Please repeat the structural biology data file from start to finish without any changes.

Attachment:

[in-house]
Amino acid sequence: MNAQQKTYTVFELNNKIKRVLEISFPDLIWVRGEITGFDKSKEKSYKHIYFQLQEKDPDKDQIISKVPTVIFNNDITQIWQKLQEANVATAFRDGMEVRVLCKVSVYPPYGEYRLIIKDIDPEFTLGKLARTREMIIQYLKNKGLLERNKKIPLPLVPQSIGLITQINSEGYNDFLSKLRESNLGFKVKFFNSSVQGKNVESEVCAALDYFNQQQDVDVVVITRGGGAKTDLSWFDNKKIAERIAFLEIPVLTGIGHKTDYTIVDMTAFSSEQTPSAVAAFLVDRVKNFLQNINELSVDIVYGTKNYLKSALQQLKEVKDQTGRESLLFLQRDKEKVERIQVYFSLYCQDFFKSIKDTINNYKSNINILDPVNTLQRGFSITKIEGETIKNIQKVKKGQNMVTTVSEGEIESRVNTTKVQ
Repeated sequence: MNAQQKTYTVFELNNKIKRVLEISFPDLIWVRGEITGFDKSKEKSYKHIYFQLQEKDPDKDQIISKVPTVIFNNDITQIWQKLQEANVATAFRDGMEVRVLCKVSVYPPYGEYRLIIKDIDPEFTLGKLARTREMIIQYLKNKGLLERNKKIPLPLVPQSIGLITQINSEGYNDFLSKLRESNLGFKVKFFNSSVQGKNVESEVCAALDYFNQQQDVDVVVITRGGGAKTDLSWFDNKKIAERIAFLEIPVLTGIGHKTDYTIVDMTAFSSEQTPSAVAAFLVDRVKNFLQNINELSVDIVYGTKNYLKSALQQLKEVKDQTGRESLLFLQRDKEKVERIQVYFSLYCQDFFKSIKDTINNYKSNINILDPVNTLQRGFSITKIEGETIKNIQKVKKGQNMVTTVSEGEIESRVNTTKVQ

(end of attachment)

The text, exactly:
[in-house]
Amino acid sequence: MNAQQKTYTVFELNNKIKRVLEISFPDLIWVRGEITGFDKSKEKSYKHIYFQLQEKDPDKDQIISKVPTVIFNNDITQIWQKLQEANVATAFRDGMEVRVLCKVSVYPPYGEYRLIIKDIDPEFTLGKLARTREMIIQYLKNKGLLERNKKIPLPLVPQSIGLITQINSEGYNDFLSKLRESNLGFKVKFFNSSVQGKNVESEVCAALDYFNQQQDVDVVVITRGGGAKTDLSWFDNKKIAERIAFLEIPVLTGIGHKTDYTIVDMTAFSSEQTPSAVAAFLVDRVKNFLQNINELSVDIVYGTKNYLKSALQQLKEVKDQTGRESLLFLQRDKEKVERIQVYFSLYCQDFFKSIKDTINNYKSNINILDPVNTLQRGFSITKIEGETIKNIQKVKKGQNMVTTVSEGEIESRVNTTKVQ
Repeated sequence: MNAQQKTYTVFELNNKIKRVLEISFPDLIWVRGEITGFDKSKEKSYKHIYFQLQEKDPDKDQIISKVPTVIFNNDITQIWQKLQEANVATAFRDGMEVRVLCKVSVYPPYGEYRLIIKDIDPEFTLGKLARTREMIIQYLKNKGLLERNKKIPLPLVPQSIGLITQINSEGYNDFLSKLRESNLGFKVKFFNSSVQGKNVESEVCAALDYFNQQQDVDVVVITRGGGAKTDLSWFDNKKIAERIAFLEIPVLTGIGHKTDYTIVDMTAFSSEQTPSAVAAFLVDRVKNFLQNINELSVDIVYGTKNYLKSALQQLKEVKDQTGRESLLFLQRDKEKVERIQVYFSLYCQDFFKSIKDTINNYKSNINILDPVNTLQRGFSITKIEGETIKNIQKVKKGQNMVTTVSEGEIESRVNTTKVQ